This week at the Design Automation Conference (DAC), we look forward to joining the conversation on “Why Cloud, Why Now,” for silicon development workflows.
Cloud computing is enabling digital transformation across industries. Silicon, or semiconductors, are a foundational building block for the technology industry, and new opportunities are emerging in cloud computing for silicon development. The workflows for silicon development have always pushed the limits of compute, storage and networking. Over time, the silicon development flow has been greatly expanded upon to handle the increasing size, density and manufacturing complexity of the industry. This has and continues to push the envelope for high performance compute (HPC) and storage infrastructure.
Azure provides a globally available, high performance computing (HPC) platform, that is secure, reliable and scalable to meet current and emerging infrastructure needs with the silicon design and development workflow based on EDA software.
- Compute: Silicon development is compute and memory intensive. At times, it utilizes up to thousands of cores, demands the ability to quickly move and manage massive data sets for design and collaboration. Azure customers can choose from a range of compute- and memory-optimized Linux and Windows VMs to run their workflows.
- Storage: Azure Storage offers multiple storage options for handling high performance NFS scenarios in cloud-only and hybrid environments. For workflow steps like silicon RTL verification that can generate millions and millions of small (4 to 16K) temp files, Azure Avere provides high performance NFS support. Azure Avere also offers a single global namespace for hybrid or cloud-only deployment.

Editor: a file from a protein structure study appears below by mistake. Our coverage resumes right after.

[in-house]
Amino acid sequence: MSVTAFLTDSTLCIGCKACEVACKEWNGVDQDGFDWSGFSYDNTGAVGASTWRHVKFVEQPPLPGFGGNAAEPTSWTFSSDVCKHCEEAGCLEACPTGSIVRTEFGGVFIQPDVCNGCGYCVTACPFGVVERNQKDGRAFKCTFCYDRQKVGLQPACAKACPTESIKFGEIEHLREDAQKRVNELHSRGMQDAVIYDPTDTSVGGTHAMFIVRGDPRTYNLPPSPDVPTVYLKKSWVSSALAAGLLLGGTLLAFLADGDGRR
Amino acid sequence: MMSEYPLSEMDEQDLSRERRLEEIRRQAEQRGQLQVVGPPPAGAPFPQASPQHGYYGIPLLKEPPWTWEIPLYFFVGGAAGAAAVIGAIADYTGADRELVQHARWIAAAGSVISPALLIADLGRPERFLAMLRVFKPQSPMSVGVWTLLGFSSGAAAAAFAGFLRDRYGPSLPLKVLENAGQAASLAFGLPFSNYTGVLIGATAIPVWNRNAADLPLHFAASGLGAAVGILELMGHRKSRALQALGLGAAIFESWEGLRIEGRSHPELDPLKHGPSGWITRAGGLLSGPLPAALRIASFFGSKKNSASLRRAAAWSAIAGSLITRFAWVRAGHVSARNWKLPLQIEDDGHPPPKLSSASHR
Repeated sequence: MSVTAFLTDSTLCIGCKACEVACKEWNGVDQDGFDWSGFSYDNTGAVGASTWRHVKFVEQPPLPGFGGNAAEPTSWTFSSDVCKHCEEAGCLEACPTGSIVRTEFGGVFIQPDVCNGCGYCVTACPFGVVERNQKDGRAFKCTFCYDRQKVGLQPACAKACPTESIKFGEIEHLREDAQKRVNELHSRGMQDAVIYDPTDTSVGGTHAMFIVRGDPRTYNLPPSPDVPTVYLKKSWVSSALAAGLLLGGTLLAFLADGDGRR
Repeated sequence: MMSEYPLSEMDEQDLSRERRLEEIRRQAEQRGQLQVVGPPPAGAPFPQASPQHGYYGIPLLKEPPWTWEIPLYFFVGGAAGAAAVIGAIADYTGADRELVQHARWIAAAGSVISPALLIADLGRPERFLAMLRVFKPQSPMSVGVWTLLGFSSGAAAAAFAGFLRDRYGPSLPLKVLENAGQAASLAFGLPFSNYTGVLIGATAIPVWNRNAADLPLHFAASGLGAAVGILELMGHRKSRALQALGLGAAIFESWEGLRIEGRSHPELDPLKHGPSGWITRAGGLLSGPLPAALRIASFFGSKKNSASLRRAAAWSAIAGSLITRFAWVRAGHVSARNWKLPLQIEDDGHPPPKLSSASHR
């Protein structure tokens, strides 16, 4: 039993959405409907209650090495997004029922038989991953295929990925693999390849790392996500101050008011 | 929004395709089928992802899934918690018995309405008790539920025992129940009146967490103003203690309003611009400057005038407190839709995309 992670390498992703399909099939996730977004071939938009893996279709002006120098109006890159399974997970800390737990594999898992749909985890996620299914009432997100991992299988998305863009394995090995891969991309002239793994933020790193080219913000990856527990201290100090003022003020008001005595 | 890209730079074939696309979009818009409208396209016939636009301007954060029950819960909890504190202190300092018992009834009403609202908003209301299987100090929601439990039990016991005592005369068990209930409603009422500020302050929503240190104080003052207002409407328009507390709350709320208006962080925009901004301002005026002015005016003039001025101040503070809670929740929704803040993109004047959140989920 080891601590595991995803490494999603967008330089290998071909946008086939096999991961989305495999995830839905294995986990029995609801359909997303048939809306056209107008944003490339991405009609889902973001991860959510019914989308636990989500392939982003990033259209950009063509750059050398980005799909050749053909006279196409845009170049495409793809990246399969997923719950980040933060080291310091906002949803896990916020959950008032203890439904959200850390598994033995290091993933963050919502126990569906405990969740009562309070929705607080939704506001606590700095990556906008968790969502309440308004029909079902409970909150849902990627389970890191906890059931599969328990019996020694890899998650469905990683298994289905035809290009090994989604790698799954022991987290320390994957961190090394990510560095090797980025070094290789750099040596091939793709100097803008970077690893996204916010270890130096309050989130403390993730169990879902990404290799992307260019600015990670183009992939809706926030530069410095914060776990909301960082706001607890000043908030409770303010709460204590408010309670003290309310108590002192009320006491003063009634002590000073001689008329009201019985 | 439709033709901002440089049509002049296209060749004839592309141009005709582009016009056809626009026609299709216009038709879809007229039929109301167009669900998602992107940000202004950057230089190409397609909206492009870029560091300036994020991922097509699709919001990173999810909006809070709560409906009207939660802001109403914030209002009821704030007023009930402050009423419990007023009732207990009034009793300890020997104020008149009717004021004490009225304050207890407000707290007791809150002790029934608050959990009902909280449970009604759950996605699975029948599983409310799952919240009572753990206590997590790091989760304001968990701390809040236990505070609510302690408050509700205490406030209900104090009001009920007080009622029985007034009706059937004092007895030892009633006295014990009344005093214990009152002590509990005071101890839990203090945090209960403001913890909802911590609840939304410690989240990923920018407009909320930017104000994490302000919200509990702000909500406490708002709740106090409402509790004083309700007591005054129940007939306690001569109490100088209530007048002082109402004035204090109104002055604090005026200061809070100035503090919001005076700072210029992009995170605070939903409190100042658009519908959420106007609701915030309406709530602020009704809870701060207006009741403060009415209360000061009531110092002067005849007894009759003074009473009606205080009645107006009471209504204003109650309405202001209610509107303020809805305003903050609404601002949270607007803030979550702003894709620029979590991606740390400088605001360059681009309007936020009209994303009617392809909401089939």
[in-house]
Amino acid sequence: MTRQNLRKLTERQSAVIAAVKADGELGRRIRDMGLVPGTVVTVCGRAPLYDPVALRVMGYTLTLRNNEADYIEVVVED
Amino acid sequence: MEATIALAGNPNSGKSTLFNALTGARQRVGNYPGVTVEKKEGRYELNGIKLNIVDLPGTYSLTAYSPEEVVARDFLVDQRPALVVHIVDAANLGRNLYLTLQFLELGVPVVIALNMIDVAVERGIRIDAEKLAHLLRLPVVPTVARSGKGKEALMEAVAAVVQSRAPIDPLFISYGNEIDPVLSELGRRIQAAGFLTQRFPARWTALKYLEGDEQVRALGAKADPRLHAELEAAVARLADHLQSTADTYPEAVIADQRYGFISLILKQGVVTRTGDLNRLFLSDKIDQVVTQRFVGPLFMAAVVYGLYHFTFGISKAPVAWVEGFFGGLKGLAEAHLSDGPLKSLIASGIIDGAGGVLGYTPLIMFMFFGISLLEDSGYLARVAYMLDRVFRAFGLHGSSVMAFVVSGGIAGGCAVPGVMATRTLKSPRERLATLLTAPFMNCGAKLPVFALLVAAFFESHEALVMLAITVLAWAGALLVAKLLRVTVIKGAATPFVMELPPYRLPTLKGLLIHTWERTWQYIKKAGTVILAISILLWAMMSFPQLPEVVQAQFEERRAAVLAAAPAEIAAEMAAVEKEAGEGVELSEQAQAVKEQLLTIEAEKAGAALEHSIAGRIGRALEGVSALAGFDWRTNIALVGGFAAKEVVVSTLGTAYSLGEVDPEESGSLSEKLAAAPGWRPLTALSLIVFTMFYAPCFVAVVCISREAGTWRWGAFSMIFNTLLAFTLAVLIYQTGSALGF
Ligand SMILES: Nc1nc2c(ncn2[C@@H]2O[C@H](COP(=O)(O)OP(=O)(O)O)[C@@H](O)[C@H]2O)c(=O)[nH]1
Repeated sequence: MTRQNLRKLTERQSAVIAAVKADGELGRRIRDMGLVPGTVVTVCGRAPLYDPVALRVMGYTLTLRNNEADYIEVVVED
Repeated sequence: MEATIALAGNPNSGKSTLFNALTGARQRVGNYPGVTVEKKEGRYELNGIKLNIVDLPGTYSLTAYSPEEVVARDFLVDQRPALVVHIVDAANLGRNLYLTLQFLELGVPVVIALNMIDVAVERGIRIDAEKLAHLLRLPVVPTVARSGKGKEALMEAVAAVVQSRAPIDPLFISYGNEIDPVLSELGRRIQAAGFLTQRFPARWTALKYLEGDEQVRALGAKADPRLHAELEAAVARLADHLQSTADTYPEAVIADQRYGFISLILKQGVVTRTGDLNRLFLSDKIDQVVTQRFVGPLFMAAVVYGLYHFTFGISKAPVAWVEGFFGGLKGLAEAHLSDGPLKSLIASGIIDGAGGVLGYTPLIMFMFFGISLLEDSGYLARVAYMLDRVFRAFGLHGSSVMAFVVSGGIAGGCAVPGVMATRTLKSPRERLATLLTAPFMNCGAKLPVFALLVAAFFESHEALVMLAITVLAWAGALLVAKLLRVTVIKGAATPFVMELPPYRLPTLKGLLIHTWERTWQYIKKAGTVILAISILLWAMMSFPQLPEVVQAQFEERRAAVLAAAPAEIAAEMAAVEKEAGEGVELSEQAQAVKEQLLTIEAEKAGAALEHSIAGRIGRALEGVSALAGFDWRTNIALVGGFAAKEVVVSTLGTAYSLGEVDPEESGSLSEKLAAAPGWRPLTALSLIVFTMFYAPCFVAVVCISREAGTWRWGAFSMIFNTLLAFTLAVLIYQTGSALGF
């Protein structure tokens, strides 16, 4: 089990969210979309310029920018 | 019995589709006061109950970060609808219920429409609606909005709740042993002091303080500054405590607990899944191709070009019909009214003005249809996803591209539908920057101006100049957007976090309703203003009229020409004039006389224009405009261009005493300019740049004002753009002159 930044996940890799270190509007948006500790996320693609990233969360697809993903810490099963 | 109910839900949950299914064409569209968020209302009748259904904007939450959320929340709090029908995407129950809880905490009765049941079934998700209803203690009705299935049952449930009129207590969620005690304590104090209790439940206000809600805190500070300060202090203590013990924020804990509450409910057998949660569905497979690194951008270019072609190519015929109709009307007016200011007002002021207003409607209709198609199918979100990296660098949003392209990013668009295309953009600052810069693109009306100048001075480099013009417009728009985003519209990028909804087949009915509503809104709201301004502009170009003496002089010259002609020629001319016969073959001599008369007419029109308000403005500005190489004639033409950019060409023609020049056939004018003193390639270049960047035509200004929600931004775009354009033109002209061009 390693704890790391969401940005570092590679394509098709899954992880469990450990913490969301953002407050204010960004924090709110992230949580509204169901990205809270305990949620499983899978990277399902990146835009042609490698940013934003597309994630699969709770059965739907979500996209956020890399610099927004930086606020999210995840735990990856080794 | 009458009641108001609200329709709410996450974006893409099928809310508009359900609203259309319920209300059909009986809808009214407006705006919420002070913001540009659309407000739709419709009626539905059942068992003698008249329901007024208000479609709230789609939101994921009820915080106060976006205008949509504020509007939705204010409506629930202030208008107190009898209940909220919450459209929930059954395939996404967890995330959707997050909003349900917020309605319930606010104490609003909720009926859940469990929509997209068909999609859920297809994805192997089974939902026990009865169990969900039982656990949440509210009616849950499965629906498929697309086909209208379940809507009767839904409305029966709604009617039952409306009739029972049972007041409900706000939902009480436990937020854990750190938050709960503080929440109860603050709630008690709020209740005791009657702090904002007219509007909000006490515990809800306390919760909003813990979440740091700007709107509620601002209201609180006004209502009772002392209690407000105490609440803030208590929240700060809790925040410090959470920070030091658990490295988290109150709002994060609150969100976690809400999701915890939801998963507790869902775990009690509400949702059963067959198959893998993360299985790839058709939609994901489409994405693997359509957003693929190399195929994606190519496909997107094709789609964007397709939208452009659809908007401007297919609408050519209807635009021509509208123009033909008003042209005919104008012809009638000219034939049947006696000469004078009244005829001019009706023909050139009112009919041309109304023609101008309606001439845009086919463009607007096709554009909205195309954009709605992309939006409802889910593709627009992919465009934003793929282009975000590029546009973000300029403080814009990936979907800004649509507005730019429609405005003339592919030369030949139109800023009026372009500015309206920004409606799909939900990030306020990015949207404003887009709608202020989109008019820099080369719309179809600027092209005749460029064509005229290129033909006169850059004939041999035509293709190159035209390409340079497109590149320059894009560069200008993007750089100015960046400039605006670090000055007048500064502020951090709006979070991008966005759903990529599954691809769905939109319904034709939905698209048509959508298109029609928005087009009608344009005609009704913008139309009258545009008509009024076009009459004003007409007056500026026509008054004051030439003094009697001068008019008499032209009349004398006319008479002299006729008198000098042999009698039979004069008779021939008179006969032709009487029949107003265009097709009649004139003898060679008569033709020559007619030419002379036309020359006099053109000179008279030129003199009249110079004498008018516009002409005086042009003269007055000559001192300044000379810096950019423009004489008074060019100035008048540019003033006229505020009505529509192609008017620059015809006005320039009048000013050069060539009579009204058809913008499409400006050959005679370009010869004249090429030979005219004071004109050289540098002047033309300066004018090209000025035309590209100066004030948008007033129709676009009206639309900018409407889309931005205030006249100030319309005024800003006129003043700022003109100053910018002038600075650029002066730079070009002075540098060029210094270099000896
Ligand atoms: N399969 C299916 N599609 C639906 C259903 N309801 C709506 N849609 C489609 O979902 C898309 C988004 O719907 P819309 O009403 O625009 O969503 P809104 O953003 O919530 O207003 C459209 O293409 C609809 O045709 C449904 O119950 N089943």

- Networking: Azure offers custom networking options to allow for fast, scalable, and secure network connectivity between customer premises and global Azure regions.
- Scalability: Azure offers nearly unlimited scalability. Given the cyclical nature of the silicon industry, using Azure enables organizations to rapidly increase and/or decrease the number of cores needed, while only having to pay for the resources that are used.
- Security: Azure offers a wide array of security tools and capabilities, to enable customers to secure their platform, maintain privacy and controls, meet compliance requirements, and ensure transparency.
- Global presence: Azure has more regions globally than any other cloud provider, offering the scale needed to bring applications closer to users around the world, preserving data residency, and providing comprehensive compliance and resiliency options for customers. Using Azure’s footprint, the cost, the time, and the complexity of operating a global semiconductor infrastructure can be reduced.
- Scheduling and orchestration: Azure supports commonly used tools in the silicon industry, and also provides alternatives like Azure Batch, a high-performance cloud native job scheduler. Azure CycleCloud is a site-installed, web-based orchestration tool for HPC clusters and workflows and helps create, manage, use, and optimize dynamic clustered compute environments. It can also set policies that govern access and use of Azure, which helps manage resources and costs.
Microsoft is both a developer and consumer of silicon. We are partnering with our internal silicon development organizations as well as the industry – design, manufacturing, and tools – to addressing current and emerging infrastructure needs with the silicon design and development workflow that is based on electronic design automation (EDA) software.
More detailed information on configuring Azure services for Silicon development is available in this white paper.
We look forward to sharing more details on using Azure for silicon development at DAC 2018 this week. Join us for the following sessions or contact our Silicon industry team at AzureForSilicon@microsoft.com.
- Monday, June 25, 2018 at 12:30 PM Pacific Time: “Why Cloud, Why Now”
- Monday, June 25, 2018 at 4:30 PM Pacific Time: Panel discussion – Cloud computing for EDA
- Tuesday, June 26, 2018 at 2:30 PM Pacific Time: Panel discussion – EDA on the cloud: Are we ready?